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Re: [std-proposals] New attribute to add implicit using statements for template parameter lists

From: Ryan Klaus <rfklaus117_at_[hidden]>
Date: Mon, 28 Nov 2022 11:50:03 -0600
Yeah, I knew it would be scary, but I braved it anyway because this has
been a recurring pain point for me and has often made me reach for less
satisfying alternatives or ones with other draw-backs that I'm not willing
to incur (macros limit the design/readability in other ways, among other

This is probably my bad, but I should've probably made it clear that the
attribute would apply only to the parameter list for the template
class/function it was applied to. So "f" in the example you gave would be
just fine and isn't affected by the attribute. Only the template parameter
list for "ABC::Color" would be affected, or at least that was the
intention. And it could be a rule that only the primary template can have
this attribute so as to not fall into the trap of having conflicting
attributes on different specializations.

I'm not sure what problem your last example is trying to demonstrate
though. I'm not sure if there is supposed to be an implied attribute on S?
I definitely wouldn't want enumeration values to be automatically
deduced without explicit say-so, which is why I proposed the "context"
Regardless, the point that Peter brought up about ignorable attributes
(nice article on that, by the way!) is a good one and alone makes this a
less than solid proposal barring some alternative syntax.

Thanks for the input,
Ryan Klaus

On Mon, Nov 28, 2022 at 11:09 AM Arthur O'Dwyer <arthur.j.odwyer_at_[hidden]>

> On Mon, Nov 28, 2022 at 11:58 AM Ryan Klaus via Std-Proposals <
> std-proposals_at_[hidden]> wrote:
>> Correct me if I'm wrong, but don't the current disambiguation rules for
>> using statements cover this?
>> These conflicts could occur with using statements already allowed in the
>> language.
>> Here's an example:
>> enum class ColorComponents {
>> RGBA = 7
>> };
>> enum class ColorComponents2 {
>> RGBA = 42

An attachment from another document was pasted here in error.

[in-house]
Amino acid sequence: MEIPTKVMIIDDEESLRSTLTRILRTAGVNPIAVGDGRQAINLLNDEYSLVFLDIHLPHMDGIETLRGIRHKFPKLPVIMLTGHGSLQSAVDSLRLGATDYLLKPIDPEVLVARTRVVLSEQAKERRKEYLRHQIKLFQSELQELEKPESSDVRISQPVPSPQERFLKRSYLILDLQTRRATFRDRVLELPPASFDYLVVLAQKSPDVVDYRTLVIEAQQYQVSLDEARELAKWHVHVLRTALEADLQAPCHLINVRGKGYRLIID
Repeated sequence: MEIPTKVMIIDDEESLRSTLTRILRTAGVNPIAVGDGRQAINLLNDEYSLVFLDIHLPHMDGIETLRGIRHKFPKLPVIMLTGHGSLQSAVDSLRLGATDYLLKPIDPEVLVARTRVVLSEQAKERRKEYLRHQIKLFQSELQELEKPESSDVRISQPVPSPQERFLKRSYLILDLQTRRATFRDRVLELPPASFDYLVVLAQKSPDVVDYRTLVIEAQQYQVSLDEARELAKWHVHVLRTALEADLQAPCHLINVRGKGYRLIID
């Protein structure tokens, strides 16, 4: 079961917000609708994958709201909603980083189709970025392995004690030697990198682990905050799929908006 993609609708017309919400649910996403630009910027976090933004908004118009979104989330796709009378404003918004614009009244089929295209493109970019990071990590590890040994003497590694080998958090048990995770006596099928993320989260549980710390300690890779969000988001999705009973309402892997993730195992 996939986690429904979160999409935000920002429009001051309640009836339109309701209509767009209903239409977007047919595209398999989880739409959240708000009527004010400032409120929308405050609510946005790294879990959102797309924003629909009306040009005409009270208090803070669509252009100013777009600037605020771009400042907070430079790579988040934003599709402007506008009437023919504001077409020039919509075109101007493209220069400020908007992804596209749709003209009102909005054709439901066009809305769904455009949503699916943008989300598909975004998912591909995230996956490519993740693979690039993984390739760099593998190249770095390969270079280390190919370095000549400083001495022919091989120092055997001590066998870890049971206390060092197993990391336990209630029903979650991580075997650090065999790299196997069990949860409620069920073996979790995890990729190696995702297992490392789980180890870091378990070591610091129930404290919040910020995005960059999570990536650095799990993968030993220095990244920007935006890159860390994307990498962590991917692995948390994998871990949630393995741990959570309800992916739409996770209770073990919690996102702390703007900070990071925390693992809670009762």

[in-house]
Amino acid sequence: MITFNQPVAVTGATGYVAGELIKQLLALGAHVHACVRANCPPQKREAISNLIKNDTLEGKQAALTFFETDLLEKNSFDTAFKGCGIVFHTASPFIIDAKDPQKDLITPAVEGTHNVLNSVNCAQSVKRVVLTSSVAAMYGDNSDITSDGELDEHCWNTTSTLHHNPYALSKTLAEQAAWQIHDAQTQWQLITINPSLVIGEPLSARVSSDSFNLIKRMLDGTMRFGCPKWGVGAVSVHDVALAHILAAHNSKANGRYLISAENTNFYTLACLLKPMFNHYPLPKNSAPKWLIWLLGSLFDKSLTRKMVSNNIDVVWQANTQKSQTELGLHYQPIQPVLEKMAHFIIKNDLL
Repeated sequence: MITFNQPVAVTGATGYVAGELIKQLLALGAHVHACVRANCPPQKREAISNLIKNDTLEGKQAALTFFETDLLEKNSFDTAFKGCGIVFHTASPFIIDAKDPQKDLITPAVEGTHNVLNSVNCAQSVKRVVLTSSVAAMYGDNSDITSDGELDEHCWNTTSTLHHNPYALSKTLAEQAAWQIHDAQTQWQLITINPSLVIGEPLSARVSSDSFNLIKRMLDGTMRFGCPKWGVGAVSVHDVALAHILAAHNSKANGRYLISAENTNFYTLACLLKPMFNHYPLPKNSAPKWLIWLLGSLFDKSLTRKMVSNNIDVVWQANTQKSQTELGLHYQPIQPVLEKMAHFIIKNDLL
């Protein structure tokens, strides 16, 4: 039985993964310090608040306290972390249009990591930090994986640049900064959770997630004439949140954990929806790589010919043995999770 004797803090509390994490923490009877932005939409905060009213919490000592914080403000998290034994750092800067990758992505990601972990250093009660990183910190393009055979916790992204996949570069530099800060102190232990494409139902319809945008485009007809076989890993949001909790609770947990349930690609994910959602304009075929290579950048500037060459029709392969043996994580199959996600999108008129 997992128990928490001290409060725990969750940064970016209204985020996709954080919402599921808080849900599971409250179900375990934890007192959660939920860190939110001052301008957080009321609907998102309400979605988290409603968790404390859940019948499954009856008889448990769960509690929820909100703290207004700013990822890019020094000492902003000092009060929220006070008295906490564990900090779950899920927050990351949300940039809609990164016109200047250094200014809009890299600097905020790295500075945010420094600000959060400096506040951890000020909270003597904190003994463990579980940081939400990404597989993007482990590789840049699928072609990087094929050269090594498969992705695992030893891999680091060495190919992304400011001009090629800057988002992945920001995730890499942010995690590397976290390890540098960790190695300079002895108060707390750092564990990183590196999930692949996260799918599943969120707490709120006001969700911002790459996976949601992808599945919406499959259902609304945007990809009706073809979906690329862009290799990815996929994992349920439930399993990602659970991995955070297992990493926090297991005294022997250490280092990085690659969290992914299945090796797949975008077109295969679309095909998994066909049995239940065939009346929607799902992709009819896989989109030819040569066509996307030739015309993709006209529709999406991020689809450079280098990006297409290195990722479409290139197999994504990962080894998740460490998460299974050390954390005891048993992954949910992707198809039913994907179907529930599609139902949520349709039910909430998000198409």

>> };
>> struct RGBA {};
>> int main () {
>> using enum ColorComponents;
>> //using enum ColorComponents2;
>> // ^ compilation error
>> //static constexpr ColorComponents RGBA = ColorComponents(42);
>> // ^ compilation error
>> struct RGBA x; // Removing "struct" makes this ambiguous
>> auto y = (struct RGBA){}; // Removing "struct" makes this ambiguous
>> ColorComponents z = RGBA; // Okay
>> return (int)RGBA + (int)z;
>> }
>> Attempting to use two enums that have the same enumerator name results in
>> a compile error, and theoretically my proposal would work in the same
>> fashion as this makes no sense. Similarly, types can either be
>> disambiguated through a variety of means or, when not properly
>> disambiguated, throw a compile error. Again, theoretically my proposal
>> would work in this way.
> Perhaps, but you'd have to actually come up with the rules that make it
> work "that way."
> I infer that you're thinking of a rule something like "For each non-type
> template parameter of enumeration type, look up all names within the
> template argument as if they were in a scope preceded by `using enum
> *the-enum-type*`." But then you still have problems with overloaded
> templates, where you *don't know* whether a given parameter is of
> enumeration type or not:
> template<ColorComponentLayout, ColorComponents> void f(); // #1
> enum NumberOfBalloons { _99, _8888, _777777 };
> template<ColorComponentLayout, NumberOfBalloons> void f(); // #2
> int main() {
> f<RGBA, _8888>(); // Ambiguous? or unambiguously a call to f #2
> with NumberOfBalloons::_8888?
> }
> And you have new problems — or at least possibilities-for-confusion
> ("veridical paradoxes") — with things like:
> enum class E { A,B,C,D,E,F,G };
> template<E> struct S {};
> S<A> s; // proposed OK, means S<E::A>
> S<(E)-A> s; // proposed OK, means S<(E::E)-E::A>, *not* S<(E)-E::A>
> i.e. S<E(0)>
> Modifying the name lookup rules is one of the scariest things you can do
> in C++-proposal-land.
> –Arthur

Received on 2022-11-28 17:50:15